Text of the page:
I think it's good, in that case, that people like Francione are singing the praises of vegan advocacy, therefore advocating for more people to become vegan advocates, including leafleters.

"and I stand

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made of weak and useless men"

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#24 Old 04-30-2011, 12:20 PM
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The very fact that you have been exposed to books and podcasts on veganism, but never to a vegan leaflet or to a vegan leafleter, is itself an indication that there is probably more of a shortage of leafleters than there is of writers or speakers.

I disagree. It just shows that writers and speakers have just as much influence as leafleters to turn people vegan. If all the writers and speakers quit working on their books and speeches to leaflet there would still be many people who never encounter a leafleter and there wouldn't be those books on veganism or the videos for them to find. And if an existing vegan needed reassurance it is far easier to pick up a book or listen to a podcast than to hunt down a leafleter to talk too.
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#25 Old 04-30-2011, 12:51 PM
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Francione does encourage leafleting.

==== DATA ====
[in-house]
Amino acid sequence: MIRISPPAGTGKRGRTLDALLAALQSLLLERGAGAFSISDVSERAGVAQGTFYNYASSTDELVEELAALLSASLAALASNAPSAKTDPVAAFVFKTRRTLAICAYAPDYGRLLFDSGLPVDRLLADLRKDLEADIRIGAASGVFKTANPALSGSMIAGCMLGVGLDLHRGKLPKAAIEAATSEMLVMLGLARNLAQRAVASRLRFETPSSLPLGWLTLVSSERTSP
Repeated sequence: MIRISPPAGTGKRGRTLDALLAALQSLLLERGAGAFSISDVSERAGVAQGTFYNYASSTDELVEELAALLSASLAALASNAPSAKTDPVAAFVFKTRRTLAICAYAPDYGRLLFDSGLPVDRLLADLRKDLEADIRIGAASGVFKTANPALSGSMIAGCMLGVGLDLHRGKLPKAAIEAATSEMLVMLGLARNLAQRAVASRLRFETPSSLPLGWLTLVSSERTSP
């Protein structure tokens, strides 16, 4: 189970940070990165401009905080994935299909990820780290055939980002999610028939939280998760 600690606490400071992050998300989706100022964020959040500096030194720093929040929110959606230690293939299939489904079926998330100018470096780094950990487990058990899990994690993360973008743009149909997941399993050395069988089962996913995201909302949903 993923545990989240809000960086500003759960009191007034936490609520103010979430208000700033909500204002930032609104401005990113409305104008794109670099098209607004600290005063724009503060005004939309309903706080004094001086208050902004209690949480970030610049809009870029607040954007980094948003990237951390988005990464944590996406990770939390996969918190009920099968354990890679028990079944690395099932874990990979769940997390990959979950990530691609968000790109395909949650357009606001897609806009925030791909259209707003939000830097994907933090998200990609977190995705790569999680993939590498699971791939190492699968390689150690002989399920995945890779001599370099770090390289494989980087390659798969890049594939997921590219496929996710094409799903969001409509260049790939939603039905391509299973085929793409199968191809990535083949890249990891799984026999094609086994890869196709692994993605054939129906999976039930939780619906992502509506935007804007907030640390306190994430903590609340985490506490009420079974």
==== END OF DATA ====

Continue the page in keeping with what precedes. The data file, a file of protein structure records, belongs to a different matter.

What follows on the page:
He encourages a kind of leafleting that is likely not very effective because the leaflets require a grad student reading level to understand. Just copy the text from the pamphlet he recommends and put into a readability tool.

He discourages a kind of leafleting that is likely to be effective because those leaflets include photos, food suggestions, and focus on the acts that help animals most (avoiding consuming animal products or participating in animal exploitation) rather than on the beliefs or worldviews that some vegans have.
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#26 Old 04-30-2011, 01:35 PM
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He discourages a kind of leafleting that is likely to be effective because those leaflets include photos, food suggestions, and focus on the acts that help animals most (avoiding consuming animal products or participating in animal exploitation) rather than on the beliefs or worldviews that some vegans have.

That claim would be a bit more believable with some kind of source for it.

Why are such misrepresentations needed in this debate? Francione uses them, do you need to use them too?

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#27 Old 04-30-2011, 04:28 PM
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There are two parts to logic: the structure of the argument and the truth of the premises. Gary Francione uses the right structure. It's just the other part where he fails.